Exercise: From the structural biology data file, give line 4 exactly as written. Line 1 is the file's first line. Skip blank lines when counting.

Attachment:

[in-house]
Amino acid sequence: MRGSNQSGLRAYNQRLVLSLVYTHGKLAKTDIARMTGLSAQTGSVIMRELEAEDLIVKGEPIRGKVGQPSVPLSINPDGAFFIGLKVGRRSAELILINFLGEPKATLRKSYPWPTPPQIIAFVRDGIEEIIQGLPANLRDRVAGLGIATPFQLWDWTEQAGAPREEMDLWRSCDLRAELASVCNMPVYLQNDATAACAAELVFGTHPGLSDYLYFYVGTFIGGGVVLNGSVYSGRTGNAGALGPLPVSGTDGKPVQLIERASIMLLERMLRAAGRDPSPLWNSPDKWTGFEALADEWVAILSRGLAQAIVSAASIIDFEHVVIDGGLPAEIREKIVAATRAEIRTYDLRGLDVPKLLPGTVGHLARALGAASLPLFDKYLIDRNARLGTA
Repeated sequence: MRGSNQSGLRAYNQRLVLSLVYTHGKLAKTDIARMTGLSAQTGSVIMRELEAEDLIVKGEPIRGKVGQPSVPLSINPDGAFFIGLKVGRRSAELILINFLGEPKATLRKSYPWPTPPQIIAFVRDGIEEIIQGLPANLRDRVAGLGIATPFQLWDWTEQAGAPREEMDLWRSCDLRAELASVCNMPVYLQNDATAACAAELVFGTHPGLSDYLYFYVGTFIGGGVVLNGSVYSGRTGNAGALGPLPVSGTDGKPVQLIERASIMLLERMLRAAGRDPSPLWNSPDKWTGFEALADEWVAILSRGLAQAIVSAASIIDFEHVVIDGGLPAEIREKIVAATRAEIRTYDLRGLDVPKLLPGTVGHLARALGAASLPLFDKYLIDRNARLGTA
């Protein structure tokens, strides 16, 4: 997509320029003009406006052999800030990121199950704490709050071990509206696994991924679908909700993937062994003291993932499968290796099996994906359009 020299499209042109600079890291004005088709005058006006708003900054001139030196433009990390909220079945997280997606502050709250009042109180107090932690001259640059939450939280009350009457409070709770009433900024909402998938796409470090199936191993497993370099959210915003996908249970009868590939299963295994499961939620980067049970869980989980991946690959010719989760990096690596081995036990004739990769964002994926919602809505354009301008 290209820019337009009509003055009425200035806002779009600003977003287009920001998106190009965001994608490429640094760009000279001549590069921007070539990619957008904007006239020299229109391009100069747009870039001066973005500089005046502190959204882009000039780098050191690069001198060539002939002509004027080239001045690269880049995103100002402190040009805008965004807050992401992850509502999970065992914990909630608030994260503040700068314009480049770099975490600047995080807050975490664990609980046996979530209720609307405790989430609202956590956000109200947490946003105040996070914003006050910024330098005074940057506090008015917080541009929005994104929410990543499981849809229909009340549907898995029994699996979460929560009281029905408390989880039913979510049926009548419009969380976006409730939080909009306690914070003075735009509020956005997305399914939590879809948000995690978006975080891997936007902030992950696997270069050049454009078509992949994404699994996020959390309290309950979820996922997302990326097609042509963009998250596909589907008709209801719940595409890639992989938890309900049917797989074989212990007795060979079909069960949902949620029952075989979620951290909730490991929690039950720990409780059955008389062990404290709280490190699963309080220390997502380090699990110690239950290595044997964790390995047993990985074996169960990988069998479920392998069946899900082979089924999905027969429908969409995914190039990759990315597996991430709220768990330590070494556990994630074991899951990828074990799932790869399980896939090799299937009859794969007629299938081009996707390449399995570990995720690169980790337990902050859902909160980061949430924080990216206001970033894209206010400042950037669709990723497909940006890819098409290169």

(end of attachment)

């Protein structure tokens, strides 16, 4: 997509320029003009406006052999800030990121199950704490709050071990509206696994991924679908909700993937062994003291993932499968290796099996994906359009 020299499209042109600079890291004005088709005058006006708003900054001139030196433009990390909220079945997280997606502050709250009042109180107090932690001259640059939450939280009350009457409070709770009433900024909402998938796409470090199936191993497993370099959210915003996908249970009868590939299963295994499961939620980067049970869980989980991946690959010719989760990096690596081995036990004739990769964002994926919602809505354009301008 290209820019337009009509003055009425200035806002779009600003977003287009920001998106190009965001994608490429640094760009000279001549590069921007070539990619957008904007006239020299229109391009100069747009870039001066973005500089005046502190959204882009000039780098050191690069001198060539002939002509004027080239001045690269880049995103100002402190040009805008965004807050992401992850509502999970065992914990909630608030994260503040700068314009480049770099975490600047995080807050975490664990609980046996979530209720609307405790989430609202956590956000109200947490946003105040996070914003006050910024330098005074940057506090008015917080541009929005994104929410990543499981849809229909009340549907898995029994699996979460929560009281029905408390989880039913979510049926009548419009969380976006409730939080909009306690914070003075735009509020956005997305399914939590879809948000995690978006975080891997936007902030992950696997270069050049454009078509992949994404699994996020959390309290309950979820996922997302990326097609042509963009998250596909589907008709209801719940595409890639992989938890309900049917797989074989212990007795060979079909069960949902949620029952075989979620951290909730490991929690039950720990409780059955008389062990404290709280490190699963309080220390997502380090699990110690239950290595044997964790390995047993990985074996169960990988069998479920392998069946899900082979089924999905027969429908969409995914190039990759990315597996991430709220768990330590070494556990994630074991899951990828074990799932790869399980896939090799299937009859794969007629299938081009996707390449399995570990995720690169980790337990902050859902909160980061949430924080990216206001970033894209206010400042950037669709990723497909940006890819098409290169």